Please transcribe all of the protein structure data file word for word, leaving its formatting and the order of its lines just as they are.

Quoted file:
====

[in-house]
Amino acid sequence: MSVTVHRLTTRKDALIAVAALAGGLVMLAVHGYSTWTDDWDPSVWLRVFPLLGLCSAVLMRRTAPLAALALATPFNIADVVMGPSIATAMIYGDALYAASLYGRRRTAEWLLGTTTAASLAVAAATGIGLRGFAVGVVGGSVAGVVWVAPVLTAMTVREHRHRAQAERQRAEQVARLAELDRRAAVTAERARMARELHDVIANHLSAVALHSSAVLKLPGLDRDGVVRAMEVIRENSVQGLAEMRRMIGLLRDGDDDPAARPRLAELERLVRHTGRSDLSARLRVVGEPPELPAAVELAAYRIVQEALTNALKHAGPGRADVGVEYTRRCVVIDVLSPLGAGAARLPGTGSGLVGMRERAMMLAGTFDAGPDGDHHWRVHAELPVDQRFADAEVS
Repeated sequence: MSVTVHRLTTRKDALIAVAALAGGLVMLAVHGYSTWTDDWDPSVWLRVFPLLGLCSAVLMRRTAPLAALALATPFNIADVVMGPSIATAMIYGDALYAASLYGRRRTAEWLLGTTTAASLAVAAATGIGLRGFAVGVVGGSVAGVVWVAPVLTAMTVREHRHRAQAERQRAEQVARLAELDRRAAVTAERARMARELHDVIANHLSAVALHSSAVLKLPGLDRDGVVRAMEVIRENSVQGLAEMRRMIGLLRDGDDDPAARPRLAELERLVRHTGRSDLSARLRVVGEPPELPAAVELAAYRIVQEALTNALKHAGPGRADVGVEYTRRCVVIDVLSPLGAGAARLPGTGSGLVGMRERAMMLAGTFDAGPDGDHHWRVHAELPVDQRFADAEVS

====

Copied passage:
[in-house]
Amino acid sequence: MSVTVHRLTTRKDALIAVAALAGGLVMLAVHGYSTWTDDWDPSVWLRVFPLLGLCSAVLMRRTAPLAALALATPFNIADVVMGPSIATAMIYGDALYAASLYGRRRTAEWLLGTTTAASLAVAAATGIGLRGFAVGVVGGSVAGVVWVAPVLTAMTVREHRHRAQAERQRAEQVARLAELDRRAAVTAERARMARELHDVIANHLSAVALHSSAVLKLPGLDRDGVVRAMEVIRENSVQGLAEMRRMIGLLRDGDDDPAARPRLAELERLVRHTGRSDLSARLRVVGEPPELPAAVELAAYRIVQEALTNALKHAGPGRADVGVEYTRRCVVIDVLSPLGAGAARLPGTGSGLVGMRERAMMLAGTFDAGPDGDHHWRVHAELPVDQRFADAEVS
Repeated sequence: MSVTVHRLTTRKDALIAVAALAGGLVMLAVHGYSTWTDDWDPSVWLRVFPLLGLCSAVLMRRTAPLAALALATPFNIADVVMGPSIATAMIYGDALYAASLYGRRRTAEWLLGTTTAASLAVAAATGIGLRGFAVGVVGGSVAGVVWVAPVLTAMTVREHRHRAQAERQRAEQVARLAELDRRAAVTAERARMARELHDVIANHLSAVALHSSAVLKLPGLDRDGVVRAMEVIRENSVQGLAEMRRMIGLLRDGDDDPAARPRLAELERLVRHTGRSDLSARLRVVGEPPELPAAVELAAYRIVQEALTNALKHAGPGRADVGVEYTRRCVVIDVLSPLGAGAARLPGTGSGLVGMRERAMMLAGTFDAGPDGDHHWRVHAELPVDQRFADAEVS